There is a well- known adage that ?the biggest gap in the world is the gap between the justice of a cause and the motives of the people pushing it?. Nothing explains this better than the positions of all those ?secularists? who think that reservations exclusively for Muslims of the country'snational resources to a certain limit will go a long way in ameliorating the plights of the Indian Muslims.
In the first place, the above assumption exposes one fundamental drawback of the ?secularists?. And that is the fact that despite their long domination over the Indian polity (after all, they have been ruling both at the centre and in most of the states most of the time since Indian Independence, and they have been dominating the media, government, academia and the social sector), they have not done anything that is really tangible as far as the Indian Muslims are concerned.
In fact, the Sachar committee'sfindings that these ?secularists? are pointing out to justify their current obsession with reservations for Muslims are nothing new. Way back in 1998, the National Sample Survey had pointed out the following: (1) A total of 52.3 per cent of Muslims are below the poverty line; (2) the monthly income of Muslims is only Rs. 150; (3) 50.5 per cent of Muslims are illiterate; (4) Muslims educated up to high school are 4 per cent; (5) in government services their share is 4.4 per cent; (6) for starting any business enterprise 3.7 per cent Muslims got financial loans. Similarly, it is to be noted that even though 53 per cent of Muslims are self-employed (as artisans), the government loans, technical and financial loans to them, according to Reserve Bank of India figures of 1992, had been highly negligible. Only 5.06 per cent of the grantees of bank loans were Muslims.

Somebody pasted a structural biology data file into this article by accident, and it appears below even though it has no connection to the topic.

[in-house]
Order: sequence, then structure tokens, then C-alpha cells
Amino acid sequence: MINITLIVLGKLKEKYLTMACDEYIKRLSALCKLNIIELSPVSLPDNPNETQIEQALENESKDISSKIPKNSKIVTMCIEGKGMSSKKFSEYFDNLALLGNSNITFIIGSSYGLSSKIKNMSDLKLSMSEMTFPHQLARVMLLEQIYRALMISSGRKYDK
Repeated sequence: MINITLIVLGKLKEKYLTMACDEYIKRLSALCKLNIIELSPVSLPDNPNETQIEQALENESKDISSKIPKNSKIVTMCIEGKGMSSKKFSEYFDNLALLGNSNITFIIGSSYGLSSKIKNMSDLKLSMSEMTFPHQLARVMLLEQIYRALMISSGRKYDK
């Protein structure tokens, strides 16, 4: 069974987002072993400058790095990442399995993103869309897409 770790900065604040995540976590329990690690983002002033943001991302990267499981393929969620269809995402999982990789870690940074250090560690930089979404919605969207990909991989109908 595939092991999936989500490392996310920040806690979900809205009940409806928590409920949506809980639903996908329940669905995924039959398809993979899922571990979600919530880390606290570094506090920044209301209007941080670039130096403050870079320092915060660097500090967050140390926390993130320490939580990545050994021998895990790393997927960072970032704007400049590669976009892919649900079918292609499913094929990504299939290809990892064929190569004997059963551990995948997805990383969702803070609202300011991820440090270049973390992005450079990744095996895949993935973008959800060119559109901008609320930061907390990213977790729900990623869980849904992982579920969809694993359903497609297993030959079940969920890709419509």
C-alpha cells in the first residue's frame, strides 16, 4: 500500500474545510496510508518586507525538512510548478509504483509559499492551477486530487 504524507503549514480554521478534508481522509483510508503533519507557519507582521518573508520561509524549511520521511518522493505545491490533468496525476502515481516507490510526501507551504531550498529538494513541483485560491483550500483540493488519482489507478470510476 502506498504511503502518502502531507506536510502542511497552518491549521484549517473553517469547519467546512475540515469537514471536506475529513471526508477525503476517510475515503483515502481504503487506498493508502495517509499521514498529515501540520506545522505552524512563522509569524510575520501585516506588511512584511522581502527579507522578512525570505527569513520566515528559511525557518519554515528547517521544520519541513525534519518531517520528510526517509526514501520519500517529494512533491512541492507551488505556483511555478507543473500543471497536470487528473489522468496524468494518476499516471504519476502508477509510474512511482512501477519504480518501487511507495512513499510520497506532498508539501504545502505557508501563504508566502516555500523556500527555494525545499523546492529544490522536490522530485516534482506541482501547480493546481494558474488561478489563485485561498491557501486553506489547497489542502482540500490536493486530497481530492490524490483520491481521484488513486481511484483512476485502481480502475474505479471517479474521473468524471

It is also interesting to note in this context that ?Muslim Indian? (not to be confused with Indian Muslim) leader Syed Shahbuddin in a press conference at Calcutta on March 19, 2001 had said that the Muslims in West Bengal be granted ?backward status? by the state government. According to him, ?Muslims of West Bengal are even more backward than those in neighbouring Bihar and Assam. The government has a responsibility towards improving their condition?. Now that Shahbuddin has been proved right by Justice Sachar (His report also says that Muslims in West Bengal are most backward and poor), then what has the CPM, which considers itself to be greatest among all ?secularists?, done for the Muslims in a state that it has been ruling for about 30 years without a break?
These examples only prove the point that the concerns of the ?secular parties? for the Muslims are only skin-deep. They are essentially using Muslims for votes.